Home > Uncategorized > Sheelah Kolhatkar Offers Concise Background on Impact of Shareholder Primacy on Employees

Sheelah Kolhatkar Offers Concise Background on Impact of Shareholder Primacy on Employees

In a recent New Yorker article titled No More Mr. Nice Guy”, Sheelah Kolhatkar opens contrasting the ethos of ride share start-up Uber with that of its competitor Juno, whose founders “…had adopted the language of a doing-well-by-doing-good philosophy that has spread in the business world in recent years.” In Uber’s world, shareholder’s come first and everything else takes a back seat. Juno’s world, on the other hand, is based on the concept of “socially responsible capitalism…business has multiple stakeholders—not just owners but employees, consumers, and also the community—and each of their interests should be taken into account.” Ms. Kolhatkar then offers a concise description of how the concept of shareholder primacy impacts the lives of working Americans:

In a new book, “The Golden Passport,” the journalist Duff McDonald lays much of the blame for that thinking at the feet of a Harvard Business School professor named Michael Jensen, whose “agency theory,” developed in the nineteen-eighties, sought to align the interests of managers with those of the company’s investors. (Gordon Gekko spoke eloquently on its behalf in the movie “Wall Street.”) This alignment led to huge stock-option pay packages for top corporate managers and, McDonald argues, provided an intellectual framework that justifies doing anything (within the law) to increase a company’s stock price, whether that be firing workers or polluting the environment.

In this philosophical tension, the investors-above-all doctrine seems to have triumphed over the more inclusive approach. “I think what’s recent is maybe being so completely blatant about it,” Peter Cappelli, a professor and labor economist at Wharton, said. When American Airlines agreed to give raises to its pilots and flight attendants in April, analysts at a handful of investment banks reacted bitterly. “This is frustrating,” a Citigroup analyst named Kevin Crissey wrote in a note that was sent to the bank’s clients. “Labor is being paid first again. Shareholders get leftovers.” Jamie Baker, of JPMorgan, also chimed in: “We are troubled by AAL’s wealth transfer of nearly $1 billion to its labor groups.”

Anyone looking for evidence that the investors-above-all doctrine has prevailed doesn’t need to look any further than Congress and the White House, where privatization of public services is the favored direction and the reduction of tax burdens on the wealthy and the elimination of benefits and safety nets for those born into poverty seem to be foremost on the legislative agenda. It seems that the GOP leaders are intent on creating the dysfunctional government they contended was “the problem” by cutting staff and programs and re-casting the role of government as facilitating the needs of one set of stakeholders— business— at the expense of everyone else. In effect, they are applying the principals of shareholder primacy to the the government and the business owners are thriving while everyone else suffers. in effect, an effort is underway to make public sector employees into Uber drivers while a small group of plutocrats rolls in ever larger amounts of money.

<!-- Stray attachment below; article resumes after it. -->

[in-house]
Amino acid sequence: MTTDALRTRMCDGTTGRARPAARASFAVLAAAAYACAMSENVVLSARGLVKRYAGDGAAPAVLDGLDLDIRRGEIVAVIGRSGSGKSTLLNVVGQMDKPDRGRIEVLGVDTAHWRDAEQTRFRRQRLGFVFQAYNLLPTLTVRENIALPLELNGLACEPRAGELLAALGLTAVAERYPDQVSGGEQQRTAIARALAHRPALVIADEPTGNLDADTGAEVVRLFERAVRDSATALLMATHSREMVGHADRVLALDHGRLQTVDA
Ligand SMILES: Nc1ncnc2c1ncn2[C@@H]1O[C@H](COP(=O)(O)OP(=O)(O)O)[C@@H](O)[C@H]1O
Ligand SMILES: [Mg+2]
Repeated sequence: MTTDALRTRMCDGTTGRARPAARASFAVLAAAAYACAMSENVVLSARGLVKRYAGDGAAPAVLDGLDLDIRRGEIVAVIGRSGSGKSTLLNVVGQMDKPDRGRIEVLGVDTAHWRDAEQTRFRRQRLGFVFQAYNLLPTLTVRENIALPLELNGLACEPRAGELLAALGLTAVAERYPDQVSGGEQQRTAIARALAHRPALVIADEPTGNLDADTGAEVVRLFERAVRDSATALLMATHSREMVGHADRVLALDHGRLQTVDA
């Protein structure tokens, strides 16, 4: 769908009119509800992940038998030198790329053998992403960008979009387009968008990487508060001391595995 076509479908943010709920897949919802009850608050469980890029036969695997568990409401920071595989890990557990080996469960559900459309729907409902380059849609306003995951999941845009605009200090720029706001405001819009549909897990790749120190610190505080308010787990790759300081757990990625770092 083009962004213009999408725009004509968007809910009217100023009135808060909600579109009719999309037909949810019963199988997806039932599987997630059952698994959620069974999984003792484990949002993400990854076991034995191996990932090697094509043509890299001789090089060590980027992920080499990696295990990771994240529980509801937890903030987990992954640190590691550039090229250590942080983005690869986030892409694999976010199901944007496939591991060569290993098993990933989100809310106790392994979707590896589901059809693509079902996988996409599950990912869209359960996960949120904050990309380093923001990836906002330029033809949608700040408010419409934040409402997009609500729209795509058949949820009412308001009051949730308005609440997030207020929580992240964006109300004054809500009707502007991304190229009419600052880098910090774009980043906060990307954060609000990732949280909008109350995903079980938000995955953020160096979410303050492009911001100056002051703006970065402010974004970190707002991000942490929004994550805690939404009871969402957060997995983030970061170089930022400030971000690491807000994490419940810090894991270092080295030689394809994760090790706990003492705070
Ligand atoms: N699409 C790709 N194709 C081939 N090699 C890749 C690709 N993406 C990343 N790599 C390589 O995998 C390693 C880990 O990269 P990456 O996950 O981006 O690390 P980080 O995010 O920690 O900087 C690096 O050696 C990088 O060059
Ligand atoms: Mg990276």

Later in her article, Ms. Kolhatkar reports that Juno’s high-minded executives recently sold their start-up to Gett, a new company whose ethos is more aligned to Uber. She concluded her article with this:

When I called a Juno driver named Salin Sarder to ask about the latest developments, he was surprised to learn that the Juno stock-grant program had been cancelled, and blamed his ignorance on the fact that he hadn’t checked his e-mail. (The company has not made a public statement and did not respond to my inquiries.) He was, on the other hand, pleased to learn that the new Juno-Gett would be honoring the favorable commission rate Juno had been offering, at least for a few months. He also had a few thoughts about the app-economy business model favored by Silicon Valley investors. “If you are a millionaire and all around you is poor, you have no safety,” Sarder, who comes from Bangladesh, said. “Happiness is there when everyone has happiness.” 

I hope that the leaders in Washington will listen to Mr. Sarder’s wisdom. There can be no happiness in a culture where a small number of millionaires are surrounded by poverty… and, as he implies, when those in poverty see how the game is rigged against them the safety of our democracy could be in peril.

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